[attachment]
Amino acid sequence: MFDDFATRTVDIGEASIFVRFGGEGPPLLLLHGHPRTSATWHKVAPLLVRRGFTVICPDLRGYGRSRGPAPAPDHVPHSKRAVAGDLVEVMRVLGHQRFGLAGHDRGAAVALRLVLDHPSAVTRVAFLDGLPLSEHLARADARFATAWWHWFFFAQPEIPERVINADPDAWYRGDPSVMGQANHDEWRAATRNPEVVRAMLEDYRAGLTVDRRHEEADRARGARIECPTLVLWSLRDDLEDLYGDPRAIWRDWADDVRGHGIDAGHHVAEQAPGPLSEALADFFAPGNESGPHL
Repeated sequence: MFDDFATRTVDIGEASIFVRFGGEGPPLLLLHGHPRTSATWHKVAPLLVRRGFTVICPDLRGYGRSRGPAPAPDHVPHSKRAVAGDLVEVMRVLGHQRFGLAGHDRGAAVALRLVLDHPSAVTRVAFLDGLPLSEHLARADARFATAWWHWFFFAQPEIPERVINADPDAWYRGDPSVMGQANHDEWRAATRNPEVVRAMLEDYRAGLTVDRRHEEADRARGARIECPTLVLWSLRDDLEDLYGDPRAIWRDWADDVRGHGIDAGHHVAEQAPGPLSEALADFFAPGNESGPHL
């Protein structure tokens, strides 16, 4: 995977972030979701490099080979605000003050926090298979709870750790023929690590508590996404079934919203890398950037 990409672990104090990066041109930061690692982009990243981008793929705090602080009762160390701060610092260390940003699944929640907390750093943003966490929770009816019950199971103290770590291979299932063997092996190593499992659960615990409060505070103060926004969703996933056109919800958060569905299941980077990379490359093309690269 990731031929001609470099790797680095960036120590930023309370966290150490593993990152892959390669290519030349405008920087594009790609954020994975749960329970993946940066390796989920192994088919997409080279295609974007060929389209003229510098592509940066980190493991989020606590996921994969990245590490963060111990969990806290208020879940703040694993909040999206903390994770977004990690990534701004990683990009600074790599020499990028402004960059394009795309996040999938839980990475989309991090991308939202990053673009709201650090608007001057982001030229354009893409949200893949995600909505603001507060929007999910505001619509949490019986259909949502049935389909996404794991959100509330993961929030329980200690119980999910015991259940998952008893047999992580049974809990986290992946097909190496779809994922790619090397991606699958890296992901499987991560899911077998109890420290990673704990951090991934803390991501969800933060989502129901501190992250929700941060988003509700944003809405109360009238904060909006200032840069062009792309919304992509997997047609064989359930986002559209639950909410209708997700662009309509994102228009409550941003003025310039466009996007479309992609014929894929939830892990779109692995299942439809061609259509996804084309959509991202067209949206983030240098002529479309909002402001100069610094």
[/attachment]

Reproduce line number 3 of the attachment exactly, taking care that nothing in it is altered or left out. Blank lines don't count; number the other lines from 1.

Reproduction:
């Protein structure tokens, strides 16, 4: 995977972030979701490099080979605000003050926090298979709870750790023929690590508590996404079934919203890398950037 990409672990104090990066041109930061690692982009990243981008793929705090602080009762160390701060610092260390940003699944929640907390750093943003966490929770009816019950199971103290770590291979299932063997092996190593499992659960615990409060505070103060926004969703996933056109919800958060569905299941980077990379490359093309690269 990731031929001609470099790797680095960036120590930023309370966290150490593993990152892959390669290519030349405008920087594009790609954020994975749960329970993946940066390796989920192994088919997409080279295609974007060929389209003229510098592509940066980190493991989020606590996921994969990245590490963060111990969990806290208020879940703040694993909040999206903390994770977004990690990534701004990683990009600074790599020499990028402004960059394009795309996040999938839980990475989309991090991308939202990053673009709201650090608007001057982001030229354009893409949200893949995600909505603001507060929007999910505001619509949490019986259909949502049935389909996404794991959100509330993961929030329980200690119980999910015991259940998952008893047999992580049974809990986290992946097909190496779809994922790619090397991606699958890296992901499987991560899911077998109890420290990673704990951090991934803390991501969800933060989502129901501190992250929700941060988003509700944003809405109360009238904060909006200032840069062009792309919304992509997997047609064989359930986002559209639950909410209708997700662009309509994102228009409550941003003025310039466009996007479309992609014929894929939830892990779109692995299942439809061609259509996804084309959509991202067209949206983030240098002529479309909002402001100069610094």